Page:Popular Science Monthly Volume 78.djvu/342

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rapidity. He restated the laws of motion in such clear and simple terms that for two and a half centuries no word or line has been changed. Bringing to bear his new calculus he readily solved the problem of falling bodies, and in 1666 discovered the laws of circular motion, seven years before they were published by Huygens in 1673.

To such a wide reader and deep thinker as Newton, the problem of "gravity" would appeal with keen interest. It would have been but natural that he should have gathered together all that was available of the literature of the subject. Thus he was familiar with Kepler's views expressed in the following citation:

The true theory of gravity is founded on the following axioms. Gravity is a mutual affection between cognate bodies toward union or conjunction, similar to the magnetic virtue. . . . If the moon and the earth were not retained in their orbits by their animal force or some other equivalent, the earth would mount to the moon by a fifty-fourth part of their distance from each other, and the moon would fall toward the earth through the other fifty-three parts, that is, assuming that the substance of the earth is of the same density. . ., The sphere of the attractive virtue which is in the moon extends to the earth and entices up the waters, but as the moon flies rapidly across the zenith and the waters can not follow so quickly, a flow of the ocean is occasioned toward the westward. If the attractive virtue of the moon extends to the earth, it follows, with greater reason, that the attractive virtue of the earth extends to the moon and much farther, and, in short, nothing which consists of earthy substance, however constituted, although thrown up to any height, can ever escape the powerful operation of this attractive virtue.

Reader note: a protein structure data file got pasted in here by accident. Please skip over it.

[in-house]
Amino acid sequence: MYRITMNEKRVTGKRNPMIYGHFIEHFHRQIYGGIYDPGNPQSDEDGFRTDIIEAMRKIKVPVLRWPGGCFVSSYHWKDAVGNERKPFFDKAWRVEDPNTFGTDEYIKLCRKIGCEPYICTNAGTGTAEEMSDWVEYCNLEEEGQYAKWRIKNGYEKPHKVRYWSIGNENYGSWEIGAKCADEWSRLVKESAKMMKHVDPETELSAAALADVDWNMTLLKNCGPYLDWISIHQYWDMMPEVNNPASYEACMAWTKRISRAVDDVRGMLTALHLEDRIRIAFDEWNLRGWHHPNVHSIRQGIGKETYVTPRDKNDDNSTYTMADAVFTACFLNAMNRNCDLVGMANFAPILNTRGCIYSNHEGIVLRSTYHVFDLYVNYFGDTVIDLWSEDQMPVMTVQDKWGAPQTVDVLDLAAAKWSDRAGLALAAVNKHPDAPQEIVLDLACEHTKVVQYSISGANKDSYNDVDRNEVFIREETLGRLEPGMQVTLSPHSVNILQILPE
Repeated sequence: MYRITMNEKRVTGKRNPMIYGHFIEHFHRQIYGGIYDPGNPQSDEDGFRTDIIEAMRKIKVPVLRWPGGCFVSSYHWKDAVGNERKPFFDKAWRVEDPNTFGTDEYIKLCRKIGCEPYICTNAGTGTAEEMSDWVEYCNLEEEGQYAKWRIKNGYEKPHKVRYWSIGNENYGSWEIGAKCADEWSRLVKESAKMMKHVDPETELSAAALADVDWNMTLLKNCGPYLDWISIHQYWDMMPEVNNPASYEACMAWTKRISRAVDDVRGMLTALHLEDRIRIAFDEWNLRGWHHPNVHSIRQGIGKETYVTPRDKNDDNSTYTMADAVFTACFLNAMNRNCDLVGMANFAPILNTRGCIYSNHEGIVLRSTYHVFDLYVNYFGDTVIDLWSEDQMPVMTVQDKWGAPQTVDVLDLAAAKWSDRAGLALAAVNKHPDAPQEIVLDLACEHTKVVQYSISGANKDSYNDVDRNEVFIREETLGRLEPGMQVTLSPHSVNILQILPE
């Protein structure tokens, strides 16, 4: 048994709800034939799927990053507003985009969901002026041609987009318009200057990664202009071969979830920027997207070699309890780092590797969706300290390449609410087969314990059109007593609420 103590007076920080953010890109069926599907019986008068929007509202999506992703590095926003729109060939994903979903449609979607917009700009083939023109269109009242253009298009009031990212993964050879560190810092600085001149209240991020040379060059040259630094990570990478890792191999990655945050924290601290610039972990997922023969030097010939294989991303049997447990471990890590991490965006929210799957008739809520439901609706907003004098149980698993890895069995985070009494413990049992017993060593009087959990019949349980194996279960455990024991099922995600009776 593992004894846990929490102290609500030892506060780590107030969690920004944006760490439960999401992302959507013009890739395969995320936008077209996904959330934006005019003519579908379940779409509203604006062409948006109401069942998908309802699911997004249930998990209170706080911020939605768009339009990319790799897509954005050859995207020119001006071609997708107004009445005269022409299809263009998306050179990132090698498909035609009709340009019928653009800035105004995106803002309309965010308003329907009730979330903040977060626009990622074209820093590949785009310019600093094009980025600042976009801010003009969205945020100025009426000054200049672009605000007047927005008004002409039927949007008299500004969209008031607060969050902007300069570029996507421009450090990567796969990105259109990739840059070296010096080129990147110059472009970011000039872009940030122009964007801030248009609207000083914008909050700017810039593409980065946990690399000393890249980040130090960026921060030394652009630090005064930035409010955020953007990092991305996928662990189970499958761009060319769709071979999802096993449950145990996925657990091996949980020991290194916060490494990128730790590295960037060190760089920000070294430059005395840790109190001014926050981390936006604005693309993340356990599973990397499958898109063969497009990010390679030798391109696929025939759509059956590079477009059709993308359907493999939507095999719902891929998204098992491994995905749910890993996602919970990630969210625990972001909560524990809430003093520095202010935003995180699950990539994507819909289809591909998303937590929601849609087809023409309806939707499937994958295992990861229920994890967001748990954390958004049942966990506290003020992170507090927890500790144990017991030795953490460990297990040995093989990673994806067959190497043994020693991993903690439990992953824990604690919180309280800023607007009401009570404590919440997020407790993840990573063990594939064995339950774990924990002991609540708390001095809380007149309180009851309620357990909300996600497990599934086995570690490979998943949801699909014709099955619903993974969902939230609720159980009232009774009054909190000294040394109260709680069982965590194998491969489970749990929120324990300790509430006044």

Borelli (1608-1679) also expresses views no less explicit, and, in his work, "On the Satellites of Jupiter," distinctly attributes the revolutions of the heavenly bodies to the force of gravity. So also Bullialdus wrote "that all force respecting the sun as its center, and depending upon matter, must be in a reciprocally duplicate ratio of the distance from the center." This last sentence is quoted from one of Newton's letters, and shows how carefully he had read on the subject.

Of Newton's immediate contemporaries, Robert Hooke and Edmund Halley were actively working in this field. Hooke (1635-1702) especially is ambitious to secure the honor of the solution of the problem the answer to which he reads almost exactly right, but the proof of which—poor man—he can not give. Failing in the demonstration himself, he talks on the subject, about the subject, and all over the subject, in the meetings of the Royal Society, in his papers and in his letters. So full of it is he that he imagines that whatever any one else does is stolen from him. Finally Sir Cristopher Wren offers him a prize if in two months he will produce the boasted of solution. None is forthcoming and history must write Hooke down as a most ardent worker and ingenious man, but as totally unequal to the great task imposed upon Newton.

Halley is more modest; he applies the laws of circular motion published by Huygens in 1671, sees clearly that the Inw of inverse squares